Global Water Security Center

Providing decision makers with the most reliable, ground-breaking research, applied scientific techniques, and best practices so that the hydrologic cycle and its potential impacts can be put in a context for appropriate action and response by the United States

Learning from Different Schools of Knowledge at AAG

This opinion article was written by Human-Environmental Analyst Dr. Penelope Mitchell.

ʻAʻohe pau ka ‘ike i ka hālau hoʻokahi is a Hawaiian saying that means not all knowledge is learned in one school. I’ve found I really appreciate that sentiment as a theme of this year’s American Association of Geographers (AAG) meeting in Honolulu, Hawaii. 

In years past I’ve attended AAG as a graduate student, actively participating in quantitative and critical research in human and health geography. This year I attended as an ambassador of GWSC and presented about our work, which maintains a strategic level focus.  

With this transition, I found I was interacting with the meeting in different ways than in the past. While it required a little getting used to, I’m realizing this nudging into new and different research areas presents many opportunities for growth.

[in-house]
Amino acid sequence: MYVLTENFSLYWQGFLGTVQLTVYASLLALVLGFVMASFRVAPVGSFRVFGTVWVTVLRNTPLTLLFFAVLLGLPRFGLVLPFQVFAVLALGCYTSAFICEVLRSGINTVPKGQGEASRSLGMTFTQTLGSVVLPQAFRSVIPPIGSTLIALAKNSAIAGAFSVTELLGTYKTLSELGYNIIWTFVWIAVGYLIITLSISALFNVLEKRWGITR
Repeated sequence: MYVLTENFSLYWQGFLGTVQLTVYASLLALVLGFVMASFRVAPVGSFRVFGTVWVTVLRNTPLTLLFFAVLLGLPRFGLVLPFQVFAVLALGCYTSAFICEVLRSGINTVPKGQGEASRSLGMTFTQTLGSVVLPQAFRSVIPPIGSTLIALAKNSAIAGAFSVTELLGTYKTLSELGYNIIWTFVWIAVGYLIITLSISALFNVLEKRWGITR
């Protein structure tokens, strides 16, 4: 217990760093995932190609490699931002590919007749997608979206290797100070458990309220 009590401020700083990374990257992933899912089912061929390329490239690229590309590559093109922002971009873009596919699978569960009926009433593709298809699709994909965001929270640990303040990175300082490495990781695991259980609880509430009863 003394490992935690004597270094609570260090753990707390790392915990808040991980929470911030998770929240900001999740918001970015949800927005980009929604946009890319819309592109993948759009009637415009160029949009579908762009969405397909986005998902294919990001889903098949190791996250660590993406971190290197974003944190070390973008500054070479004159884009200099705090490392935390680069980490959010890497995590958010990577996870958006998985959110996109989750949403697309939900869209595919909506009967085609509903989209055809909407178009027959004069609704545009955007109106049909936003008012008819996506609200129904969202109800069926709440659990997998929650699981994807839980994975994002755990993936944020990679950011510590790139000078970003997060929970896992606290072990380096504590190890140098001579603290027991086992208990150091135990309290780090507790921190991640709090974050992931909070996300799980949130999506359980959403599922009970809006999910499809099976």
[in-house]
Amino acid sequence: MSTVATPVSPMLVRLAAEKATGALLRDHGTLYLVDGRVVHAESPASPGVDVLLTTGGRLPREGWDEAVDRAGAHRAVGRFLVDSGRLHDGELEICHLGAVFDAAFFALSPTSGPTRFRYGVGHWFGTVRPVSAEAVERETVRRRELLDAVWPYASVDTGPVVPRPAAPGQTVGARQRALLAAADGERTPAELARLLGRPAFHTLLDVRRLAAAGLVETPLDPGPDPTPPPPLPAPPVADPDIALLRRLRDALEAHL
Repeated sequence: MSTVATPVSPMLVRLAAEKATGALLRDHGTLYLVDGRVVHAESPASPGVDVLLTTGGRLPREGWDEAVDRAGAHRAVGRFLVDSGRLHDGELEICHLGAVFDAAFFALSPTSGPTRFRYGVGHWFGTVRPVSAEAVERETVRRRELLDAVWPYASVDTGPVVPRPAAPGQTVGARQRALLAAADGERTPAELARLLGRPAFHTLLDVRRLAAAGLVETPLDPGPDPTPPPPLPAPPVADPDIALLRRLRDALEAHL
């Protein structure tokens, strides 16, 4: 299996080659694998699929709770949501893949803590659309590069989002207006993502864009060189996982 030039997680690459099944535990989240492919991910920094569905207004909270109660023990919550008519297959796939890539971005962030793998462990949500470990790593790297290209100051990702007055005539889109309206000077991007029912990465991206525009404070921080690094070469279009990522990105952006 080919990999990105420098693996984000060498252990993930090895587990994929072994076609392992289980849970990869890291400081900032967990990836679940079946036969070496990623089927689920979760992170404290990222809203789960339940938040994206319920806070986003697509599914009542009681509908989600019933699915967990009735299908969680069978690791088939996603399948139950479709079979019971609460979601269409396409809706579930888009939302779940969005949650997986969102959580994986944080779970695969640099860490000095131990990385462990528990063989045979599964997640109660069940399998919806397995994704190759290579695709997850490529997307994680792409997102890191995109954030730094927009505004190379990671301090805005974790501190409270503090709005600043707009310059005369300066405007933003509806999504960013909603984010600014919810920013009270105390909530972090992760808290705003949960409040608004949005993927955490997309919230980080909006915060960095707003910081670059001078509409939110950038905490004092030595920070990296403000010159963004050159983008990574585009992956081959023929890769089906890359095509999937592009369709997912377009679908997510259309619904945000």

This year I found myself attending a greater breadth of presentation topics and interacting with more specialty groups. I was inspired by the reciprocal, community-engaged scholarship presented at the presidential plenary where Aurora Kagawa-Viviani spoke about water access and severe contamination from the Red Hill spill in Hawaii. Nubia Beray Armond talked about climate justice and extreme heat in Rio de Janeiro, and Melanie Malone discussed soil contamination in community gardens in Seattle.  

In all of these situations the absence of data has been deployed as a method of obfuscation. The community-engaged research helped create methodologies and data to shed light on the pathways to impact and unveil different populations’ levels of exposure and adaptation.  

The Cultural and Political Ecology Specialty Group led me to a talk about water protests in Iran’s Zagros region and the Hazards, Risks, and Disasters group hosted water-conflict scholar Tobias Ide’s talk on disasters and armed conflict dynamics. I mention just some of the talks I attended, but overall, I left with an excitement to operationalize some of this new knowledge in GWSC products. 

Wearing the GWSC hat, I feel encouraged to learn from multiple schools and specialties. Attending conferences such as AAG allows one to keep a finger on the pulse of geographic-related research. I learned about expanding research groups such as how the Household Water InSecurity Experiences Research Coordination Network (HWISE-RCN) is transitioning to the Water InSecurity Experiences (WISE) Community of Practice (CoP) within the AAG organization.   

The WISE CoP is AAG’s first CoP and as such is aiming to continue to support water insecurity research and collaboration in a robust, long-term way. I also picked up a tip that the International Studies Association conference is a great place to go to interact more with water and conflict scholars.  

It’s fantastic to be a disciplinary boundary spanner for GWSC and to learn from other scholars who push the bounds of conventional narratives, as we at GWSC continue to dive into water security problems that rarely are what they seem to be at the surface.